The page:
The pantheon of Etruscan deities is discussed in chapter four, and here we recognize many of the names from the Piacenza liver and other texts. Maras presents the names in chronological sequence by centuries thereby providing a progression of types of deities and the locations where they occur, ranging from the seventh to the first century B.C. This interesting approach allows Maras to introduce the earliest documented names (for example, Menerva and Uni), followed by names such as Fufluns and Selvans. In addition to these local names, translations from Greek names appear early, as shown in the form Aritimi, followed by Aplu and Hercle. Variations include references to parentage (father, daughter) and groups of deities.
Of utmost importance for our understanding of Etruscan religion is the type of offering and the circumstances in which it was presented to the deity. In chapter five, Maras analyzes the different media of offerings, including pottery, local and imported, and figurines of terracotta and bronze. Numerous charts help to clarify the distribution of gifts and inscriptions, but unfortunately the lack of illustrations prevents the reader from visualizing the objects and their place in the wider context of votive offerings, well documented in studies of votive terracottas and bronzes.
In chapter six Maras summarizes the evidence from the inscriptions to identify the names of the individuals mentioned and the family names recorded. Although women are cited as dedicants, their number is surprisingly small.
The second section of the book contains a catalogue of the inscriptions used to analyze the language of dedications. Each catalogue item is identified by origin (Arretium, Clusium, etc.) and the description includes the findspot, if known, the type of object, the reading of the text, with bibliography and comments. Some entries include a line drawing of the inscriptions, but there are no illustrations of the objects.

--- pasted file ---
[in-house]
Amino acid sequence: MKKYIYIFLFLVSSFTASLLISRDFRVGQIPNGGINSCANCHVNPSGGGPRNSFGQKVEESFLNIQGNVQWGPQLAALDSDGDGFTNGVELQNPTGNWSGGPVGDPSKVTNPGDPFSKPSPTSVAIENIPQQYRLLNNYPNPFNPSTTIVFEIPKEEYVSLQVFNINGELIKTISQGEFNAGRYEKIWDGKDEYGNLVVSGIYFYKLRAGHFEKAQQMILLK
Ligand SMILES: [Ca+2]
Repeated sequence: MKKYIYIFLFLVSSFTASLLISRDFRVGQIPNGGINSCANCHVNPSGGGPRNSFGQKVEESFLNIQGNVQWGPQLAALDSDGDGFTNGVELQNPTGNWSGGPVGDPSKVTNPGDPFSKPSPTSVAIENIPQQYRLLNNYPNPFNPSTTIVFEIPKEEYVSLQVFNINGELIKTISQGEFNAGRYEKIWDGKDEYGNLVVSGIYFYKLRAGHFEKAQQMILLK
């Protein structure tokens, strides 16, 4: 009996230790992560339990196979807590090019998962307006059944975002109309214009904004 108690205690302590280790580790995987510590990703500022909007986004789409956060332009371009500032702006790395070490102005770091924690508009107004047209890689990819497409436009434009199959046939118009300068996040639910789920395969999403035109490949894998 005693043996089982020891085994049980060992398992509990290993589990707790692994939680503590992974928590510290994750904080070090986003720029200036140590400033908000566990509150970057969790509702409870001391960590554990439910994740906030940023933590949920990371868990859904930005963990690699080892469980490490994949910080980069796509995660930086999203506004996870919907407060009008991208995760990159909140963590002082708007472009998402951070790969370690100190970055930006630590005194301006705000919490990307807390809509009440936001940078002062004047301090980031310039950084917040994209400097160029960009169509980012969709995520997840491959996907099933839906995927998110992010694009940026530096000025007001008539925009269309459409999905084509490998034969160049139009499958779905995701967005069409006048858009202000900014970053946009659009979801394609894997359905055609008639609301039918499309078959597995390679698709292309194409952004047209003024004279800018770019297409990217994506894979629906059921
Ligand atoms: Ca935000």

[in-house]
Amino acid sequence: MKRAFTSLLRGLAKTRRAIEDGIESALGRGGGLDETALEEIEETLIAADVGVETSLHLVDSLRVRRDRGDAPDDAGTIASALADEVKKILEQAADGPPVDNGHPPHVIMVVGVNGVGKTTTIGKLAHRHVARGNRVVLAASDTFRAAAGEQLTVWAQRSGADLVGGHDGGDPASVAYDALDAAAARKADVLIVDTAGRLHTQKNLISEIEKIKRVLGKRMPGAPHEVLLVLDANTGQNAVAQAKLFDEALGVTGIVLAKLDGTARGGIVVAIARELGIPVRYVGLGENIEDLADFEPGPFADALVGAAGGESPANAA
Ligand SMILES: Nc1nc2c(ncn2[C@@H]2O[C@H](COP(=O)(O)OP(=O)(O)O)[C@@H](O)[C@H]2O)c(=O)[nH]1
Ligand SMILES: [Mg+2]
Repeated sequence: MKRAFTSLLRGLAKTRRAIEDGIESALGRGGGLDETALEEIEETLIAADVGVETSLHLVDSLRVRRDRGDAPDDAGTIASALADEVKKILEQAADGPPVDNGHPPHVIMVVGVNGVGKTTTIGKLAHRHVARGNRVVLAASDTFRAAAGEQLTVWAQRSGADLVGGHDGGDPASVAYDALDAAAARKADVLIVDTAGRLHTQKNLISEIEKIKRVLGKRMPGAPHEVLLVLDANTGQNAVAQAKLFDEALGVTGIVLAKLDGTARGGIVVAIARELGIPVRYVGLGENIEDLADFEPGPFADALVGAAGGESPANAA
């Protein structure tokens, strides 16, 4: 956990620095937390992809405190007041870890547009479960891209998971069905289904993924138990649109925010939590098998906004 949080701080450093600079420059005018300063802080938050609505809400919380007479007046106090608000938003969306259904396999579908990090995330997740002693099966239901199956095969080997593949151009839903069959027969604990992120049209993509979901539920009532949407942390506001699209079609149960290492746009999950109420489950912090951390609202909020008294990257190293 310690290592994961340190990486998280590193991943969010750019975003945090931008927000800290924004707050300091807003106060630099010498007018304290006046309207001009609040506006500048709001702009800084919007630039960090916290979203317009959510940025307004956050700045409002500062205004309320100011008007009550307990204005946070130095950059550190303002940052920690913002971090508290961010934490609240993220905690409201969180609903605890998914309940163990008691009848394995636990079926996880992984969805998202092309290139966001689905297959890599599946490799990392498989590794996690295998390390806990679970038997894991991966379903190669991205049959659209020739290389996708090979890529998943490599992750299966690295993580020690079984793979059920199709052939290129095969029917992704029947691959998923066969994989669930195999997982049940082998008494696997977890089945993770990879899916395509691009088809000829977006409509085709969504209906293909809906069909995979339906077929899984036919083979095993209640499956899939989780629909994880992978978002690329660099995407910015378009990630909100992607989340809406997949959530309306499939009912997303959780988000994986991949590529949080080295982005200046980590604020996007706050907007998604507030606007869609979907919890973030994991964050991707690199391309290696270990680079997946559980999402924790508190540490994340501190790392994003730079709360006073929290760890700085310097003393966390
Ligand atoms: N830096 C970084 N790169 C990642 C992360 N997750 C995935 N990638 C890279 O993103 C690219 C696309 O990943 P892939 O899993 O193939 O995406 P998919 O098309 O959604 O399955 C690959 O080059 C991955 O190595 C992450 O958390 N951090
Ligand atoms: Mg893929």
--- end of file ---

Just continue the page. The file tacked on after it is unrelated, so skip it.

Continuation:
An appendix presents the inscriptions arranged by modules or formulas, indicating the combination of words and the order in which appear. Particularly useful features are the chronological analysis, and the provenience of the inscriptions illustrating each module.
Maras has provided much valuable material for the continued study of Etruscan religion and of votive inscriptions in particular. Because his interests are mainly philological and the system of presenting the texts is linked to the accepted format of Etruscan epigraphy, a reader with a different background and interested in more general issues of Etruscan culture and religion may find it difficult to locate the relevant information included in the individual catalogue entries. As new discoveries appear, this volume will provide a useful tool for a synthesis of the importance of inscriptions in Etruscan sanctuaries. For now, Maras' study deserves to be available to all as a reference work, but the price (and poor binding) may unfortunately prevent individual purchases as well as library acquisitions.